We're going to have to do this, aren't we? We're actually going to have to explain the obvious (and not at all nefarious) reasons why a terrorist attack in one city provokes a different national response than an attack in another. Because social media is never truly firing on all cylinders unless it's being used to transmit sanctimonious indignation over something or another, we're going to have to attempt to answer a ghoulish "grief-off" that seems to have developed over the past 24 hours, with advocates for different countries competing for attention in the wake of the most recent terrorist tragedy.
Surely you've seen it: memes,articles, and Twitter and Facebook posts all wondering aloud why the media goes to 24/7 coverage and the world lights its landmarks blue, white and red when dozens of people are killed by terrorists in Paris but terrorist deaths in Beirut, Baghdad, Kenya and Nigeria feel like they're met with barely a raised eyebrow. Supposedly, it's a double-standard -- likely a racist double-standard -- that explains the glaring discrepancy and it proves that we as a society value certain lives over others. White faces covered in blood get attention -- black or brown faces don't. That's how the theory goes.
First of all, let me say that it's truly awful to be having a debate like this at all right now given that the blood has barely dried in Paris. There are people trying to come to terms with the loss of their loved ones and others still fighting to survive this massacre and meanwhile Facebook is lit up with people self-righteously scolding -- or in other cases melodramatically lamenting -- the grief so many feel in response to this particular attack against this particular city. While the death of anyone in any act of terror is a tragedy, regardless of race or ethnicity, there's something extraordinary about Paris and its citizens and an attack on them strikes an especially raw nerve with the progressive world.
Paris isn't just a city -- it's in so many ways the castle keep of Western culture. It's a place that for centuries has represented the ideals that the Western world is founded on: freedom, equality, philosophy and introspection, knowledge, love for fellow man, and a belief in the absolute good of artistic expression. Paris has always stood for the embrace of life and all that it offers. An assault by Islamist jihadis on the city is a knife through the heart of those values and the West in general, which is exactly why it was chosen by Daesh (ISIS). Friday's coordinated attacks struck at everything we as a liberal democracy celebrate. They hit a concert hall where music was playing; a football stadium where thousands were enjoying a game; and a series of sidewalk cafes where people had gathered for dinner and drinks. These are all things that Daesh despises and has stricken from its ultra-fundamentalist caliphate -- they're the things that make up our way of life.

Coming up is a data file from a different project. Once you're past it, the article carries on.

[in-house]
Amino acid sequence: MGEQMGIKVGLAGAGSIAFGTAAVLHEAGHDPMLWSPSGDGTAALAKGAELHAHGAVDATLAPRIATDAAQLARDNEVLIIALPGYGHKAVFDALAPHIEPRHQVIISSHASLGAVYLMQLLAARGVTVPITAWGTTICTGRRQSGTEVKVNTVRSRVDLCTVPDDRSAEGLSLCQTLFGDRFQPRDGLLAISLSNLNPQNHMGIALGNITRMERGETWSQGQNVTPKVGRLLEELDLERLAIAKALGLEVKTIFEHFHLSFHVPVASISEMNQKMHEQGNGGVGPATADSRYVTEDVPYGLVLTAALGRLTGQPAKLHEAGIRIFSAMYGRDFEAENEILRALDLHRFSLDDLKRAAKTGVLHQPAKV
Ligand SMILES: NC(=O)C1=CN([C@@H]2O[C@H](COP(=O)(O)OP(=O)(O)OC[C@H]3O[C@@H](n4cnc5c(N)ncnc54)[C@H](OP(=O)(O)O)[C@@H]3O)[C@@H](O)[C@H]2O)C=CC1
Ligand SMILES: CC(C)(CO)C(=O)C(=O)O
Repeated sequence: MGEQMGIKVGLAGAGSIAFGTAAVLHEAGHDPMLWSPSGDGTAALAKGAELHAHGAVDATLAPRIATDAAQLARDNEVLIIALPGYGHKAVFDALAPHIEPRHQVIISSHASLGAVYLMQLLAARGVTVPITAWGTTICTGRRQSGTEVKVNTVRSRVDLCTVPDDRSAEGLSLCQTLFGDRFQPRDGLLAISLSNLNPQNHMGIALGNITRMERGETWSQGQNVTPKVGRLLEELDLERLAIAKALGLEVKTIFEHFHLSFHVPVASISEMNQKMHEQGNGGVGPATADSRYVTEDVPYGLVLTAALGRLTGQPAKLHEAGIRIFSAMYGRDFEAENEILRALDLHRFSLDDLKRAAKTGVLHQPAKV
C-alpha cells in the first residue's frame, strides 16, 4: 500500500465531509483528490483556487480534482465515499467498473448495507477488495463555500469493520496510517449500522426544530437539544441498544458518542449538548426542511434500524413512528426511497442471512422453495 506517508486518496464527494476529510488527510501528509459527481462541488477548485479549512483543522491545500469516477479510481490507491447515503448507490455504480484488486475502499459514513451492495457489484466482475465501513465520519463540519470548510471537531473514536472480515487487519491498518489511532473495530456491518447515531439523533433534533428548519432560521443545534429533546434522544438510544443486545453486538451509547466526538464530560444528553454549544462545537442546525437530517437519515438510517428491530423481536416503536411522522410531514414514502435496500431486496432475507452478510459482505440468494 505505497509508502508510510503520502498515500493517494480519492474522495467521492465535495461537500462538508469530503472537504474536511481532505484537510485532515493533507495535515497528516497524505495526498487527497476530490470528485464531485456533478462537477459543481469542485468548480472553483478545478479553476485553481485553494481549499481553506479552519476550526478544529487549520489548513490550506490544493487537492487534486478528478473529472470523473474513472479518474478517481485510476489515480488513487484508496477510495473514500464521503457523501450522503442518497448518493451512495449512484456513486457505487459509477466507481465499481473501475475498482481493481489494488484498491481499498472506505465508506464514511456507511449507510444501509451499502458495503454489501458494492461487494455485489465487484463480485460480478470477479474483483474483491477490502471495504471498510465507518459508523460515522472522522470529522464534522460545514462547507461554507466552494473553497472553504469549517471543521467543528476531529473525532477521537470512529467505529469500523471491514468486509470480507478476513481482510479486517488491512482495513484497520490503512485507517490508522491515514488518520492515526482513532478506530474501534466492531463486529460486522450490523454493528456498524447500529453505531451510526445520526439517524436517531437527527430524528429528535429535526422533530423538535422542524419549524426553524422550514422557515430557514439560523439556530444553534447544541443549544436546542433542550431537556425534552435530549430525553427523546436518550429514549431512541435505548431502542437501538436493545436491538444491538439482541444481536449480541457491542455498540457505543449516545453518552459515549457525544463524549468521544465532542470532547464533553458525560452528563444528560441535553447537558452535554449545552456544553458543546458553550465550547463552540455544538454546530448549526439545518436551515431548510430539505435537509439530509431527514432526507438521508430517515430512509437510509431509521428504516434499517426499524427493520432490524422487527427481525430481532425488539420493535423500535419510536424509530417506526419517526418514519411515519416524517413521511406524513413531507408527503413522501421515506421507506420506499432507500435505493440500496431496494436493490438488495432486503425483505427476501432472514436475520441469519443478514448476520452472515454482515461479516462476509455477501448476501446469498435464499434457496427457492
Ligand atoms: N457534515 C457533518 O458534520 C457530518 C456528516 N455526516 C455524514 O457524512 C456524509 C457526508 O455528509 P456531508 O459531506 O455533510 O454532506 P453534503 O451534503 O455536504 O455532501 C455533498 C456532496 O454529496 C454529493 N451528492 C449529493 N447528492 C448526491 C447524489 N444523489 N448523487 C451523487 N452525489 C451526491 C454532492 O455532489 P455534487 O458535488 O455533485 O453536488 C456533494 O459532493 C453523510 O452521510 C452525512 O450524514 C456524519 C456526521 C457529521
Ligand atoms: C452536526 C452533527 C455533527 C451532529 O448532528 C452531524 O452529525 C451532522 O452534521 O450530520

The attacks of November 13th also represent the first time that Daesh has extended its theater of operations beyond the Middle East -- and that's more than newsworthy. True, the group hit a market in Beirut on Thursday, killing almost 150 people, but no matter how harsh this may sound, to the media and the rest of the world a terrorist attack in Beirut just isn't all that surprising (which is admittedly a tragedy in and of itself). You're talking about a place that's historically been a hotbed of terrorist activity and which has had nearly 60 bombings in or around it within the last decade.
What makes news is, as they say, man-bites-dog. Well, Beirut -- and for that matter Kenya, another country whose deadly terrorism people are complaining has been overlooked in the wake of Paris -- is unfortunately nothing more than the usual dog-bites-man. This certainly isn't to say that the lives of the people of either of those places matter less than the people of Paris, it's simply that terror there doesn't have the kind of impact on the imagination of the media and Western cultures that a massacre in the peaceful cradle of the Enlightenment does. And that's somewhat understandable.
Daesh specifically brought its lethal evangelism to Paris because it needed to target an iconic place deep within the body politic of the West where its values were most prided. It needed to make a statement and hit us close to home, in an accepting, cosmopolitan city that we could see ourselves in and whose beauty and permissive, humanistic values have captured the public's imagination for centuries. It also needed a city we here in the U.S. could imagine as New York, or Los Angeles, or Washington, DC, a city where we could be dining and drinking or watching a football game or hanging out at a rock show. The free world thinks Paris is special and it always has. This is exactly why Daesh thought it was special.
Put it this way: We typically see terrorist attacks in different cities around the world. Friday we saw a terrorist attack on a city and all that it stands for.